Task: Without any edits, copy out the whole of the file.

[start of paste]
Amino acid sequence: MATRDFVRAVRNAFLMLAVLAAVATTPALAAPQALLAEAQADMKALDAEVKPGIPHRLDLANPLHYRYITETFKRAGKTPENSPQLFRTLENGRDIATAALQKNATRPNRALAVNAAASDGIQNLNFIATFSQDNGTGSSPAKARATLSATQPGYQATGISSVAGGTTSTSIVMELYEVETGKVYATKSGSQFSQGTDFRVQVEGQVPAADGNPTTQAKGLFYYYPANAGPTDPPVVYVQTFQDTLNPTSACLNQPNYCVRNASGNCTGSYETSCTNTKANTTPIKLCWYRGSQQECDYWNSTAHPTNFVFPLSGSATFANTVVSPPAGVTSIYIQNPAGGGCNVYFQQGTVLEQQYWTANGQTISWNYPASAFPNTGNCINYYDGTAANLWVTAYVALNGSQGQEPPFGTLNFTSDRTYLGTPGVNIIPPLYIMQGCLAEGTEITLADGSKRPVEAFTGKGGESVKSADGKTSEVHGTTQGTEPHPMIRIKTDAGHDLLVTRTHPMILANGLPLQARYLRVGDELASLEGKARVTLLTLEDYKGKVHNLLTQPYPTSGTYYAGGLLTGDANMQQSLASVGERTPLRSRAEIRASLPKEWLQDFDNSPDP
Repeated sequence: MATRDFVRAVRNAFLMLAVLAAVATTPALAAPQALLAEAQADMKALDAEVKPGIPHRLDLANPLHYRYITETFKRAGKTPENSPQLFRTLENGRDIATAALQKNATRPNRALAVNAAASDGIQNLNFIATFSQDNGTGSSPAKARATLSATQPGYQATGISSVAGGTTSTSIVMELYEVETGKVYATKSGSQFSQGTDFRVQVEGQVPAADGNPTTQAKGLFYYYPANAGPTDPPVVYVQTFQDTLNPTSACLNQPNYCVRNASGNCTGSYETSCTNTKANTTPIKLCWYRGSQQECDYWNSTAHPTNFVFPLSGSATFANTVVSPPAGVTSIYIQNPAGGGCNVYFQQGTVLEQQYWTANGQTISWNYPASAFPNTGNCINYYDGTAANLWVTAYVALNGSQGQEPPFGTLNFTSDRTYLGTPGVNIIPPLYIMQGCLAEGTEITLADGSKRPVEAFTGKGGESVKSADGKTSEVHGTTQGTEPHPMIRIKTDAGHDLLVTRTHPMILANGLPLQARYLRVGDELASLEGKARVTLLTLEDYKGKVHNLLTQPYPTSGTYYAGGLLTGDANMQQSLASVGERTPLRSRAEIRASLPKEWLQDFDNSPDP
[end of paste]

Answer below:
Amino acid sequence: MATRDFVRAVRNAFLMLAVLAAVATTPALAAPQALLAEAQADMKALDAEVKPGIPHRLDLANPLHYRYITETFKRAGKTPENSPQLFRTLENGRDIATAALQKNATRPNRALAVNAAASDGIQNLNFIATFSQDNGTGSSPAKARATLSATQPGYQATGISSVAGGTTSTSIVMELYEVETGKVYATKSGSQFSQGTDFRVQVEGQVPAADGNPTTQAKGLFYYYPANAGPTDPPVVYVQTFQDTLNPTSACLNQPNYCVRNASGNCTGSYETSCTNTKANTTPIKLCWYRGSQQECDYWNSTAHPTNFVFPLSGSATFANTVVSPPAGVTSIYIQNPAGGGCNVYFQQGTVLEQQYWTANGQTISWNYPASAFPNTGNCINYYDGTAANLWVTAYVALNGSQGQEPPFGTLNFTSDRTYLGTPGVNIIPPLYIMQGCLAEGTEITLADGSKRPVEAFTGKGGESVKSADGKTSEVHGTTQGTEPHPMIRIKTDAGHDLLVTRTHPMILANGLPLQARYLRVGDELASLEGKARVTLLTLEDYKGKVHNLLTQPYPTSGTYYAGGLLTGDANMQQSLASVGERTPLRSRAEIRASLPKEWLQDFDNSPDP
Repeated sequence: MATRDFVRAVRNAFLMLAVLAAVATTPALAAPQALLAEAQADMKALDAEVKPGIPHRLDLANPLHYRYITETFKRAGKTPENSPQLFRTLENGRDIATAALQKNATRPNRALAVNAAASDGIQNLNFIATFSQDNGTGSSPAKARATLSATQPGYQATGISSVAGGTTSTSIVMELYEVETGKVYATKSGSQFSQGTDFRVQVEGQVPAADGNPTTQAKGLFYYYPANAGPTDPPVVYVQTFQDTLNPTSACLNQPNYCVRNASGNCTGSYETSCTNTKANTTPIKLCWYRGSQQECDYWNSTAHPTNFVFPLSGSATFANTVVSPPAGVTSIYIQNPAGGGCNVYFQQGTVLEQQYWTANGQTISWNYPASAFPNTGNCINYYDGTAANLWVTAYVALNGSQGQEPPFGTLNFTSDRTYLGTPGVNIIPPLYIMQGCLAEGTEITLADGSKRPVEAFTGKGGESVKSADGKTSEVHGTTQGTEPHPMIRIKTDAGHDLLVTRTHPMILANGLPLQARYLRVGDELASLEGKARVTLLTLEDYKGKVHNLLTQPYPTSGTYYAGGLLTGDANMQQSLASVGERTPLRSRAEIRASLPKEWLQDFDNSPDP